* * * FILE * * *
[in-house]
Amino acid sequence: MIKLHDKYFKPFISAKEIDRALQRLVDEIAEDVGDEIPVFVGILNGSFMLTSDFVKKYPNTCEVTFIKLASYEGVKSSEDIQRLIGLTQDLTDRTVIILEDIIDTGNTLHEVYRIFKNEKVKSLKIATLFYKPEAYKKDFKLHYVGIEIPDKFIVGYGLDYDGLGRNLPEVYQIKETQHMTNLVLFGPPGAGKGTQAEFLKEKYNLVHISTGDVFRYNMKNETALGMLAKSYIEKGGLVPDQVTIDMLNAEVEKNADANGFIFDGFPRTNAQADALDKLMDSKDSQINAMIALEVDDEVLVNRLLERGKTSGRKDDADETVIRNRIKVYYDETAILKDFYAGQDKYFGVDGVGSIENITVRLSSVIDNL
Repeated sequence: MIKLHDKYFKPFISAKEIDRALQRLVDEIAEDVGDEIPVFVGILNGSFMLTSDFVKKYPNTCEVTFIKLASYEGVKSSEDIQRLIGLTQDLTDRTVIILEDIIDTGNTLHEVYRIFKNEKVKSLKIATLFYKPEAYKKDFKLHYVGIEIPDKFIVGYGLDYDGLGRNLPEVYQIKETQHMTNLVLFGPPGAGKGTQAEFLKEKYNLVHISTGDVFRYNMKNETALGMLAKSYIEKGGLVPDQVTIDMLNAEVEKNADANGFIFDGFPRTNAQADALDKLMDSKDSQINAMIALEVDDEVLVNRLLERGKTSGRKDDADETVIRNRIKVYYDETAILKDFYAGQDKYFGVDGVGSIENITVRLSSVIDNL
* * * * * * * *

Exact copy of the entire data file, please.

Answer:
[in-house]
Amino acid sequence: MIKLHDKYFKPFISAKEIDRALQRLVDEIAEDVGDEIPVFVGILNGSFMLTSDFVKKYPNTCEVTFIKLASYEGVKSSEDIQRLIGLTQDLTDRTVIILEDIIDTGNTLHEVYRIFKNEKVKSLKIATLFYKPEAYKKDFKLHYVGIEIPDKFIVGYGLDYDGLGRNLPEVYQIKETQHMTNLVLFGPPGAGKGTQAEFLKEKYNLVHISTGDVFRYNMKNETALGMLAKSYIEKGGLVPDQVTIDMLNAEVEKNADANGFIFDGFPRTNAQADALDKLMDSKDSQINAMIALEVDDEVLVNRLLERGKTSGRKDDADETVIRNRIKVYYDETAILKDFYAGQDKYFGVDGVGSIENITVRLSSVIDNL
Repeated sequence: MIKLHDKYFKPFISAKEIDRALQRLVDEIAEDVGDEIPVFVGILNGSFMLTSDFVKKYPNTCEVTFIKLASYEGVKSSEDIQRLIGLTQDLTDRTVIILEDIIDTGNTLHEVYRIFKNEKVKSLKIATLFYKPEAYKKDFKLHYVGIEIPDKFIVGYGLDYDGLGRNLPEVYQIKETQHMTNLVLFGPPGAGKGTQAEFLKEKYNLVHISTGDVFRYNMKNETALGMLAKSYIEKGGLVPDQVTIDMLNAEVEKNADANGFIFDGFPRTNAQADALDKLMDSKDSQINAMIALEVDDEVLVNRLLERGKTSGRKDDADETVIRNRIKVYYDETAILKDFYAGQDKYFGVDGVGSIENITVRLSSVIDNL